Strategic National Stockpile

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The Strategic National Stockpile (SNS) is the United States' national repository of antibiotics, vaccines, chemical antidotes, antitoxins, and other critical medical equipment and supplies. In the event of a national emergency involving bioterrorism or a natural pandemic, the SNS has the capability to supplement and re-supply local health authorities that may be overwhelmed by the crisis, with response time as little as 12 hours.[1] The SNS is managed by the Centers for Disease Control and Prevention (CDC) with support from other agencies in the Department of Health and Human Services and the U.S. Government.[2] The SNS represents a pillar of the United States biological defense program.

Operations[edit]

The Division of the Strategic National Stockpile (DSNS) successfully deployed 12-hour "Push Packages" to New York City and Washington, D.C. in response to 9/11 and Managed Inventory (MI) to numerous locations in response to the anthrax terrorist attacks of 2001. These so-called push packages are warehoused in a dozen, classified, non-descript facilities under 24-hour, contractor armed guard protection. Geographically situated to allow rapid delivery anywhere in the Continental U.S., material will deploy by unmarked trucks and/or airplanes within 12 hours of the receipt of the request by CDC. The U.S. Marshal provides armed security from these federal sites to local destinations.

Following landfall of Hurricanes Katrina and Rita on the Gulf coast of Mississippi and Louisiana in September 2005, CDC deployed SNS assets, technical assistance and response units, plus the newly developed and rapidly deployable "federal medical contingency stations" to state-approved locations near or in the disaster areas. The contingency stations, later renamed Federal Medical Stations (FMS), are caches of equipment and supplies provided by the SNS, set up in local "buildings of opportunity" and staffed by local or federal medical personnel to provide triage, low acuity care, and temporary holding of displaced patients for whom local acute care systems are damaged or destroyed.

Since the original deployment following Hurricane Katrina, FMS have been deployed to support other major disaster responses including Superstorm Sandy. The FMS program is a collaboration between CDC and the Office of Emergency Management under the HHS Assistant Secretary for Preparedness and Response. In 2014, responding to stakeholder feedback, a 50-bed FMS cache was developed and made available in addition to the original 250-bed FMS. [3]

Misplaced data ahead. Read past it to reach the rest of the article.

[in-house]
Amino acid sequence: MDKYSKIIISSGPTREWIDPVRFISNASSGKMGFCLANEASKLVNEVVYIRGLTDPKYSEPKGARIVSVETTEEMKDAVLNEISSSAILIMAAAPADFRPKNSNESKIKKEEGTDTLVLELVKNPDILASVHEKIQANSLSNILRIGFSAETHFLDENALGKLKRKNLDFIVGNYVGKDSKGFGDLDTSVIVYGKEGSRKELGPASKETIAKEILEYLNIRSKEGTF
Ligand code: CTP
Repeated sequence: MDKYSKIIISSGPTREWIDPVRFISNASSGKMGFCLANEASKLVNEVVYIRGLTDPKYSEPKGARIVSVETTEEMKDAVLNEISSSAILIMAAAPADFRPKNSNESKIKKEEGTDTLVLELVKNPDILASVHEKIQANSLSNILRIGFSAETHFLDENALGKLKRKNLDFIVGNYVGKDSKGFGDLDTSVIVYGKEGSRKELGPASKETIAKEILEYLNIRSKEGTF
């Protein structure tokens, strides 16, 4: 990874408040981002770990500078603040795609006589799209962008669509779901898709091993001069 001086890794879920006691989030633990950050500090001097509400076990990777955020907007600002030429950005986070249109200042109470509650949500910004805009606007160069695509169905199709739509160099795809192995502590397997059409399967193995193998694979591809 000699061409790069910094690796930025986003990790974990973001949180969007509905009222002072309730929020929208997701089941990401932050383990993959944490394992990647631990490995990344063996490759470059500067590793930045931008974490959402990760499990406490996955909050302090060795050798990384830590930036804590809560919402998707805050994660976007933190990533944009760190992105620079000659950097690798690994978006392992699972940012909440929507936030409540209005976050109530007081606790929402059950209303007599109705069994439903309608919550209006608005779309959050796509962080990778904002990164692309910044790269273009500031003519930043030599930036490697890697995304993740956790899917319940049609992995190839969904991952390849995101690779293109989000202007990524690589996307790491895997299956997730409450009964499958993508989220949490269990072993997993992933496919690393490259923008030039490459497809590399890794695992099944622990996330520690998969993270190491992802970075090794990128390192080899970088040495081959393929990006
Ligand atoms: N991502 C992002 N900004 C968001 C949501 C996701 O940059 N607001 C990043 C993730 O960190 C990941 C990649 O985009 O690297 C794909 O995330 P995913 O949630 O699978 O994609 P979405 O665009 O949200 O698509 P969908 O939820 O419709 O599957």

The SNS released one-quarter of its antiviral drug inventory (Tamiflu and Relenza), personal protective equipment (PPE) and respiratory protection devices to help every US state respond to the H1N1 Influenza 2009 swine influenza outbreak in the United States.[4]

Related legislation[edit]

Section 403 of the Pandemic and All-Hazards Preparedness Reauthorization Act of 2013 (H.R. 307; 113th Congress) reauthorized the Strategic National Stockpile for FY2014-FY2018. It required the Secretary of Health and Human Services to:

(1) submit to the appropriate congressional committees, to the extent that the disclosure of such information does not compromise national security, the annual review of the contents of the Stockpile; and
(2) review and revise the contents of the Stockpile to ensure that the potential depletion of countermeasures currently in the Stockpile is identified and appropriately addressed, including through necessary replenishment.[5]

See also[edit]

References[edit]

  1. ^ Strategic National Stockpile (SNS), Centers for Disease Control and Prevention. Retrieved on 2009-04-18.
  2. ^ Whitworth, Mark H. (November–December 2006). "Designing the Response to an Anthrax Attack". Interfaces (INFORMS) 36 (6): 562–568. doi:10.1287/inte.1060.0241. Retrieved April 18, 2009. 
  3. ^ HHS, ASPR FMS Concept of Operation, 2014>
  4. ^ "2009 H1N1 Flu". Retrieved 2009-04-27. 
  5. ^ "H.R. 307". United States Congress. Retrieved April 10, 2013. 

External links[edit]